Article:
Traumatic aortic injury

Traumatic aortic injury is a major cause of mortality in patients with blunt thoracic trauma. The commonest cause is motor vehicle accidents, but also includes falls and blast injuries, the common mechanism being deceleration. About 80-90% of patients who sustain this injury die prior to hospital admission. Most patients who reach hospital alive have a tear at the aortic isthmus just distal to the subclavian artery. The injury is caused by shearing stress between the aortic arch, which is relatively fixed and the more mobile descending aorta.

Rapid diagnosis and surgical treatment is essential as 40% of patients will die within 24 hours without treatment.

Clinical signs include upper limb hypertension (due to acute coarctation effect) and wide pulse pressure. In patients, who survive aortic injury, s

Fig. 3.3 Angiogram of acute aortic injury. There is a focal bulge immediately distal to left subclavian artery. This is a typical site for acute aortic injury seen in deceleration accidents. 127

Fig. 3.3 Angiogram of acute aortic injury. There is a focal bulge immediately distal to left subclavian artery. This is a typical site for acute aortic injury seen in deceleration accidents. 127

the integrity of the aorta is often maintained only by the adventitia. Widening of the mediastinum on chest X-ray is caused by mediastinal blood. This is not usually due to aortic bleeding as this leads to sudden death. Mediastinal blood can come from injury to other vessels, e.g. azygous, paraspinal vessels. The great utility of the chest X-ray is not in diagnosing acute aortic injury but in excluding it. A normal chest X-ray has a negative predictive value of 98%. Numerous signs on the chest X-ray have been described in association with traumatic aortic injury. These signs are identified secondary to the associated mediastinal haematoma rather than the aortic injury itself. The signs include rightward tracheal shift, rightward deviation of any nasogastric tube, right paratracheal widening and widening of the paraspinal lines. Two of the most valuable signs are loss of contour of the aortic arch and contour abnormalities of the superior mediastinum, mediastinal widening, upper rib fractures, a left apical pleural cap are further recognised signs.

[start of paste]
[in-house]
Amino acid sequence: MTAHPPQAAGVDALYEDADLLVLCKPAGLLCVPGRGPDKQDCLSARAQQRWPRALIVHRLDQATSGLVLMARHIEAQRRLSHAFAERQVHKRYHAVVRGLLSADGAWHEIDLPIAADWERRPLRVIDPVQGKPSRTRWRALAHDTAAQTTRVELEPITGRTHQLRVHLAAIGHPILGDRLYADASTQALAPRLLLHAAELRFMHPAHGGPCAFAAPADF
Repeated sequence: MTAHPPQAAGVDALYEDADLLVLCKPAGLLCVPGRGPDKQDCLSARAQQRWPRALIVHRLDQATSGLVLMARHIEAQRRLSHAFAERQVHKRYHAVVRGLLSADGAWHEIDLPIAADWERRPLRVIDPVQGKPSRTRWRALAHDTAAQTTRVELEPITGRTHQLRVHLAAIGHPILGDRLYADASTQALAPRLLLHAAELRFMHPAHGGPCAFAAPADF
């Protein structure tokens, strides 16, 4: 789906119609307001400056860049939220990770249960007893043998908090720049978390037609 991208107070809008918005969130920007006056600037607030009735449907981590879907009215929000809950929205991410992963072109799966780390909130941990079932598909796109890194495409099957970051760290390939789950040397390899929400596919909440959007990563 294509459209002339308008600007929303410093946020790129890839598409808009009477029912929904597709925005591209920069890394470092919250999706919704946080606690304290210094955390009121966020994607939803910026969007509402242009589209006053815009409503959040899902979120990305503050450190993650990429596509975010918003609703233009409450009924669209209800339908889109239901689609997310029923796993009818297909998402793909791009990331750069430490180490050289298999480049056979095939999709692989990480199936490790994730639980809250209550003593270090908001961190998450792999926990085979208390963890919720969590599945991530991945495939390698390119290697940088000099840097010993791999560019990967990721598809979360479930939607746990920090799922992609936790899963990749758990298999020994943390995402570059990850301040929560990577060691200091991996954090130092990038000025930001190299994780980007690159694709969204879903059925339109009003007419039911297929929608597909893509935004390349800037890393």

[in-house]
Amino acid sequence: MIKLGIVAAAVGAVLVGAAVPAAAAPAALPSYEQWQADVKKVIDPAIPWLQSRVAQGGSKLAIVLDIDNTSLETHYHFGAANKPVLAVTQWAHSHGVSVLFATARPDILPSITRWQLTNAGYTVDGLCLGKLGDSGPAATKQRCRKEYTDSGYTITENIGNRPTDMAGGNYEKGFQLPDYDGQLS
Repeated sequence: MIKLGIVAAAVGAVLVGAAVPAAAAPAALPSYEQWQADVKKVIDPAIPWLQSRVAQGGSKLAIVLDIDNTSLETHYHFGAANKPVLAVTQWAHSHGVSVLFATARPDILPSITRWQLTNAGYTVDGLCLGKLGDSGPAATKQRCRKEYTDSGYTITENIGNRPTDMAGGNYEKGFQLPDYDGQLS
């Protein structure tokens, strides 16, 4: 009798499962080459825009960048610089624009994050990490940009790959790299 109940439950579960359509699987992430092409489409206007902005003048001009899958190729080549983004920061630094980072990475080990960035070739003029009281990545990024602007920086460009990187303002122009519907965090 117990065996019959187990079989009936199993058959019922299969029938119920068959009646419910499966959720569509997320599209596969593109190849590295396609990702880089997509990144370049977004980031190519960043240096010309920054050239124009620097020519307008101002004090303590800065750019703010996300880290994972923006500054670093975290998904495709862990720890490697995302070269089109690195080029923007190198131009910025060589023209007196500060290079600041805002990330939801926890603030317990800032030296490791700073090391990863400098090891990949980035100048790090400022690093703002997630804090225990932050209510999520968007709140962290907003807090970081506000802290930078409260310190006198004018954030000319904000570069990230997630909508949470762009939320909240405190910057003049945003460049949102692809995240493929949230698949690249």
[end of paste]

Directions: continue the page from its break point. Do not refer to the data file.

Fig. 3.4 Angiogram of acute aortic injury. This projection has been chosen to best illustrate the dissection/intimal flap which is seen projecting into the aortic lumen. This corresponds to the intimal flap seen on the contrast enhanced CT (Fig. 3.2).

Further investigation should be undertaken if aortic injury is suspected. There is debate regarding the place of contrast enhanced CT and angiography. CT is an excellent way of identifying mediastinal haematoma; it will visualise contour abnormalities of the aorta. The example above (Figs 3.1 and 3.2) demonstrates acute aortic injury with mediastinal blood and an intimal flap within the lumen of the aorta. In addition, there are rib fractures and pleural effusions.

Angiography has traditionally been regarded as the standard reference technique for evaluating patients with traumatic aortic injury. The typical appearance of acute aortic injury is demonstrated in Figs 3.3 and 3.4. There is abnormal outpouching of the aorta just distal to the origin of the left subclavian artery. The angiographic appearance is of a contained pseudoaneurysm. In addition, there is a linear component due to an intimal flap seen distal to the pseudoaneurysm.

Treatment is with prompt surgical repair. Control of blood pressure is advised until surgical repair can be accomplished.

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